Geert Wilders has warned opponents not to disrespect the voters
The far-right, anti-migrant politician is soaring in the polls but the establishment in the Netherlands have vowed not to prop up his party – even if they secure more parliamentary seats than anyone else.
His Party for Freedom (PVV) are expected to win around 30 seats in the 150 seat House of Representatives and will therefore need the support of other parties to enter government.
However, opponents have promised not to support Mr Wilders and stated their intention to instead create a coalition made up of five or more smaller, left-wing parties.
Mr Wilders’ said this arrangement would be a slap in the face to voters in March’s election – as well as being anti-democratic.
He also dismissed the likelihood of such a snub occurring, especially if PVV increase their seats from their current total of 12 to 30 or more.
Geert Wilders with French presidential candidate Marine Le Pen
You can't just shove two and a half million people aside after democratic elections
In a televised interview he said today: “They'll have to [support us]. You can't just shove two and a half million people aside after democratic elections, that would be very ill-advised."
He said a left-coalition would spark a non-violent “revolt” from furious voters – and blasted the arrangement as being unworkable.
Mr Wilders said it would “be so unstable that not only will it not serve the country but it will be lying on its ass within a year, to put it crudely.”
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Geert Wilders: These are the Party for Freedom leader's policies Wed, February 8, 2017
Noteworthy policies that Geert Wilders mentions in his party program.
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This interview sparked a Twitter spat with Prime Minister Mark Rutte, whose People’s Party for Freedom and Democracy (VVD) has ruled out working with Mr Wilders.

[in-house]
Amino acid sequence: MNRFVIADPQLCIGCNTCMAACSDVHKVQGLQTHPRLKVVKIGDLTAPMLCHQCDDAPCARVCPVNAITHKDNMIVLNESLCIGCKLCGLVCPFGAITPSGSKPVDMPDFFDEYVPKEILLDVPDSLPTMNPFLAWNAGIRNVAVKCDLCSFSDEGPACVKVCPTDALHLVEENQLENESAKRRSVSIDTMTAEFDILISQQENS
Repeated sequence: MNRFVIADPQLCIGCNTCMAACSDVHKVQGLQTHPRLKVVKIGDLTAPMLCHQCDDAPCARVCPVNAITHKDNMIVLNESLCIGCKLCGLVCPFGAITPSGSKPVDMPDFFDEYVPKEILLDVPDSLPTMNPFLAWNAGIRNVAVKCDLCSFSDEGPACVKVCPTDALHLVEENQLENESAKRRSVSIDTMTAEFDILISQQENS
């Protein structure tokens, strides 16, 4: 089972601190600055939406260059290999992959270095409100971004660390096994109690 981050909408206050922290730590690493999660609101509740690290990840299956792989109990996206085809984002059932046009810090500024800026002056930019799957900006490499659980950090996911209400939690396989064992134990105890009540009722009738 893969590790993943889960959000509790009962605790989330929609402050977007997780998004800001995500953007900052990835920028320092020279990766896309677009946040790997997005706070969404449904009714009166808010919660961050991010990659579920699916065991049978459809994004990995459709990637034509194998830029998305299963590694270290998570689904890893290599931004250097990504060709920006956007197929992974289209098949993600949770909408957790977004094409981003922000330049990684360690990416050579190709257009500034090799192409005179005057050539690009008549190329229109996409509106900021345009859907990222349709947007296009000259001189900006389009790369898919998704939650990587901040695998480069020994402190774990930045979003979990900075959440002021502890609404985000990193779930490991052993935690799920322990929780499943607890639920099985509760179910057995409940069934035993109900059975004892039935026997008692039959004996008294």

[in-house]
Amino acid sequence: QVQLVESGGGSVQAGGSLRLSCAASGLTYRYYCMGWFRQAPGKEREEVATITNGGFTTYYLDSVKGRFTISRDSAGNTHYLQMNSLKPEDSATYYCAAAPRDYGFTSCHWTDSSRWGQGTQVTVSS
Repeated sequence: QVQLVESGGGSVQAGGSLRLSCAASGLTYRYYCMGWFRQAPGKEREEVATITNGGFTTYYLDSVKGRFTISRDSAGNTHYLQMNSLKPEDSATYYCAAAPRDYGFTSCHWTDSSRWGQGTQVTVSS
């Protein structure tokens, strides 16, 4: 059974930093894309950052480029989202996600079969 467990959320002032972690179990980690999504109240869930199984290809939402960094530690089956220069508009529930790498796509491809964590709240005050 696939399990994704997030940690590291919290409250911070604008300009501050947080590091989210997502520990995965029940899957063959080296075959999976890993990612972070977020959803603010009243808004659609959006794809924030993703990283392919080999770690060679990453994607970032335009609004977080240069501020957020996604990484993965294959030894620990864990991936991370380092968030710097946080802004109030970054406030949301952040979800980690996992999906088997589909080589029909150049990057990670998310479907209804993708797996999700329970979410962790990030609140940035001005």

Following the interview, Mr Rutte tweeted a video clip of himself categorically ruling out cooperation with Mr Wilders.
He added: “Zero percent Geert, ZERO percent. It. Is. Not. Going. To. Happen.”
Dutch Prime Minister Mark Rutte with German Chancellor Angela Merkel
This was his first message posted on his account in five years – an indication of the elite's rising concern at Mr Wilder's chances this spring.
Mr Wilders, a prolific user of Twitter, quickly shot back: "It's the voters who are in charge of this country Mark, for a HUNDRED percent. And. Nobody. In. The. Netherlands. Still. Believes. You."
Mr Wilder’s party leads in most opinion polls with Mr Rutte's VVD party in second place.
Dutch Prime Minister Mark Rutte has vowed not to work with Geert Wilders
But the VVD and other Dutch mainstream parties have said they won't enter into a coalition with Wilders because his platform calls for banning mosques and the Koran as well as leaving the European Union.
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